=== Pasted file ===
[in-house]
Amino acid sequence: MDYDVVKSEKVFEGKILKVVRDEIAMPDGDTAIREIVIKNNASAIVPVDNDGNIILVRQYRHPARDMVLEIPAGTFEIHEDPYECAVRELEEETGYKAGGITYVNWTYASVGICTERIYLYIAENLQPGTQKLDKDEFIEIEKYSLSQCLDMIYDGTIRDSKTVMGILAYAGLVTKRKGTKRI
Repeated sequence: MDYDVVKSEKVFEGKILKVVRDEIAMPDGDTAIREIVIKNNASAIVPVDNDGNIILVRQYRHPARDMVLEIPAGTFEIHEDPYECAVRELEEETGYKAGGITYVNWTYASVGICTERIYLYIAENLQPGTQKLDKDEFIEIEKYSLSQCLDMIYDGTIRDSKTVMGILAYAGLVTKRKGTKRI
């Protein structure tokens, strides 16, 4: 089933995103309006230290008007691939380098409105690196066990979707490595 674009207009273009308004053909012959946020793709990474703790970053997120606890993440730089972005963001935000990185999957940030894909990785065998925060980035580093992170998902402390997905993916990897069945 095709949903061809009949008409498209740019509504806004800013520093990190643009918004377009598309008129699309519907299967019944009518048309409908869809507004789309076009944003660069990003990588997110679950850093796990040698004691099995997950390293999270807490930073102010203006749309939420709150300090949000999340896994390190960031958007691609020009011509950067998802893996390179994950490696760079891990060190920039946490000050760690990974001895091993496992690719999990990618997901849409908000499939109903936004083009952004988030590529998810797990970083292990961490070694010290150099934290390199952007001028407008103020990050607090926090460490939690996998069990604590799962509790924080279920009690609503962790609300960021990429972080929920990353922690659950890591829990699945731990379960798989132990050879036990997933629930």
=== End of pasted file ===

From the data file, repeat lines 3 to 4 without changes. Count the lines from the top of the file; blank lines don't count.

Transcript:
Repeated sequence: MDYDVVKSEKVFEGKILKVVRDEIAMPDGDTAIREIVIKNNASAIVPVDNDGNIILVRQYRHPARDMVLEIPAGTFEIHEDPYECAVRELEEETGYKAGGITYVNWTYASVGICTERIYLYIAENLQPGTQKLDKDEFIEIEKYSLSQCLDMIYDGTIRDSKTVMGILAYAGLVTKRKGTKRI
């Protein structure tokens, strides 16, 4: 089933995103309006230290008007691939380098409105690196066990979707490595 674009207009273009308004053909012959946020793709990474703790970053997120606890993440730089972005963001935000990185999957940030894909990785065998925060980035580093992170998902402390997905993916990897069945 095709949903061809009949008409498209740019509504806004800013520093990190643009918004377009598309008129699309519907299967019944009518048309409908869809507004789309076009944003660069990003990588997110679950850093796990040698004691099995997950390293999270807490930073102010203006749309939420709150300090949000999340896994390190960031958007691609020009011509950067998802893996390179994950490696760079891990060190920039946490000050760690990974001895091993496992690719999990990618997901849409908000499939109903936004083009952004988030590529998810797990970083292990961490070694010290150099934290390199952007001028407008103020990050607090926090460490939690996998069990604590799962509790924080279920009690609503962790609300960021990429972080929920990353922690659950890591829990699945731990379960798989132990050879036990997933629930």